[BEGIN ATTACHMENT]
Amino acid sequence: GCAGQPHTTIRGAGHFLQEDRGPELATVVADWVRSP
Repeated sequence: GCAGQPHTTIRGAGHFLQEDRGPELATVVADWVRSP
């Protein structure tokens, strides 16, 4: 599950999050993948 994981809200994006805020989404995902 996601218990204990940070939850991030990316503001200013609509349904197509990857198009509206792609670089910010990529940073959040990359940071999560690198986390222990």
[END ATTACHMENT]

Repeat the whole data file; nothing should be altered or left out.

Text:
Amino acid sequence: GCAGQPHTTIRGAGHFLQEDRGPELATVVADWVRSP
Repeated sequence: GCAGQPHTTIRGAGHFLQEDRGPELATVVADWVRSP
């Protein structure tokens, strides 16, 4: 599950999050993948 994981809200994006805020989404995902 996601218990204990940070939850991030990316503001200013609509349904197509990857198009509206792609670089910010990529940073959040990359940071999560690198986390222990």